“What EPA essentially is doing is restating the numbers using the better data, that has been collected from the field,” said Mark Brownstein, who heads the oil and gas program at the Environmental Defense Fund, which has focused heavily on the methane issue in recent years. “What has long been thought is that emissions in the field are higher than what had been historically reported in EPA’s emissions inventory, and now, when you use that better data, it is higher.”

5 Responses to “Mark Jacobson on Impacts of Natural Gas”

  1. pendantry Says:

    Great clip! It underscores how anyone who maintains that any use of any fossoils is in any way a ‘way forward’ is either deluded or in someone’s pocket.

    • dumboldguy Says:

      Whatever happened to common sense and the “sapiens” part of Homo sapiens? (I know, I know, we have become Homo fatuus brutus). Natural gas is a bridge to Nowhere.

      And in light of this piece and all that we know about natural gas I have to laugh at Alec Sevins’ constant carping about how wind power is the biggest scourge we face. (I wonder which natural gas company supports Alec’s trolling?).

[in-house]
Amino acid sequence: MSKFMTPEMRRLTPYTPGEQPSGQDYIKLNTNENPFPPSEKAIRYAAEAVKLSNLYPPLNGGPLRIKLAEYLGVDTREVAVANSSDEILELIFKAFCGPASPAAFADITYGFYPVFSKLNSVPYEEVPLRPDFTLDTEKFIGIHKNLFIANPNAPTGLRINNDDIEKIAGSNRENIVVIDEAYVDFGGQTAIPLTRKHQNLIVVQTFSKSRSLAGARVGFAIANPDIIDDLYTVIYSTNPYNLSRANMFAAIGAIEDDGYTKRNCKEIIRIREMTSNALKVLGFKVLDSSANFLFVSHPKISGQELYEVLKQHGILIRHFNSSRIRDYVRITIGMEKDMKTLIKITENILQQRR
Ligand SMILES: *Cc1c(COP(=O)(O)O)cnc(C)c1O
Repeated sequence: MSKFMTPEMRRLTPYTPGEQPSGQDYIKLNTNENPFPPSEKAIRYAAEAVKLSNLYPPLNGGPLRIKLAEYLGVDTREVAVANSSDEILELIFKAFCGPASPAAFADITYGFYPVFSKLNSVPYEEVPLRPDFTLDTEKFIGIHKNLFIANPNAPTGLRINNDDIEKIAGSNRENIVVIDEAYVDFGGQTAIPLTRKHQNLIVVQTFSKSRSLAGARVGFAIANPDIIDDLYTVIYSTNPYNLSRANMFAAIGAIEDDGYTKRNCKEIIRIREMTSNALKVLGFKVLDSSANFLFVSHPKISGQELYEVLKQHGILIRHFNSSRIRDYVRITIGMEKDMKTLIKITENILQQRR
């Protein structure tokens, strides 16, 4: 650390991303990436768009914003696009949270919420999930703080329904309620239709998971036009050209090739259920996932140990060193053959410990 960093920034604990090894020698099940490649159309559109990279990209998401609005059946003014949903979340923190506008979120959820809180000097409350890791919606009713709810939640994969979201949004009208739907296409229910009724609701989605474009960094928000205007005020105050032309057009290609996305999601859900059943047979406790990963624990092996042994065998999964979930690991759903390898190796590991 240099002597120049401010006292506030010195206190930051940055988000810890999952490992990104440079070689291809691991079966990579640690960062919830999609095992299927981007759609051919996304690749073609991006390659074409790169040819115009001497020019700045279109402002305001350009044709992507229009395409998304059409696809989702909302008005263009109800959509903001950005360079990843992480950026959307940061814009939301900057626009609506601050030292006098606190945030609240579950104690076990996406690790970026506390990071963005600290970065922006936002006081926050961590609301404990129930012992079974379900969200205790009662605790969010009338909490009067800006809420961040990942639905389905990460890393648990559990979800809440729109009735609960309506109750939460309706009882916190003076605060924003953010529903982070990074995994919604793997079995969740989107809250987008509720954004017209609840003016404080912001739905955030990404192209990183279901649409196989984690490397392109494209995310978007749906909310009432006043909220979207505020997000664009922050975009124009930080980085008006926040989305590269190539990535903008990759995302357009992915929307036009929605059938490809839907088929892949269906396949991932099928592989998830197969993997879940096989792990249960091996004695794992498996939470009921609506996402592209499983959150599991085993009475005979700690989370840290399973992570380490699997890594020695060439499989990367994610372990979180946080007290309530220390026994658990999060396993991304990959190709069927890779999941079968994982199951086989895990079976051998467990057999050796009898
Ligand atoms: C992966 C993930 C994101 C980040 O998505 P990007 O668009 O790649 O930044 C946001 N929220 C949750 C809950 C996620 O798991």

• pendantry Says:

        Not sure what you’re saying; I assume you’re agreeing with me.

        I for one agree that ‘natural’ (sic) gas is ‘a bridge to nowhere’.

        • dumboldguy Says:

          Since you are such an accomplished phylarologist, saying that you’re “not sure what I’m saying” is surprising (and actually unsurprising as well).

          Perhaps you should spend a bit more time parsing what others say rather than admiring the sound of your own voice?

  2. Sir Charles Says:

    Toward an Understanding of the Environmental and Public Health Impacts of Unconventional Natural Gas Development: A Categorical Assessment of the Peer-Reviewed Scientific Literature, 2009-2015, a new meta study published in the U.S. Public Library of Science, finds the body of science evaluating the potential impacts of unconventional natural gas development (UNGD) has grown significantly in recent years.

    The results indicate that at least 685 papers have been published in peer-reviewed scientific journals that are relevant to assessing the impacts of UNGD. 84% of public health studies contain findings that indicate public health hazards, elevated risks, or adverse health outcomes; 69% of water quality studies contain findings that indicate potential, positive association, or actual incidence of water contamination; and 87% of air quality studies contain findings that indicate elevated air pollutant emissions and/or atmospheric concentrations.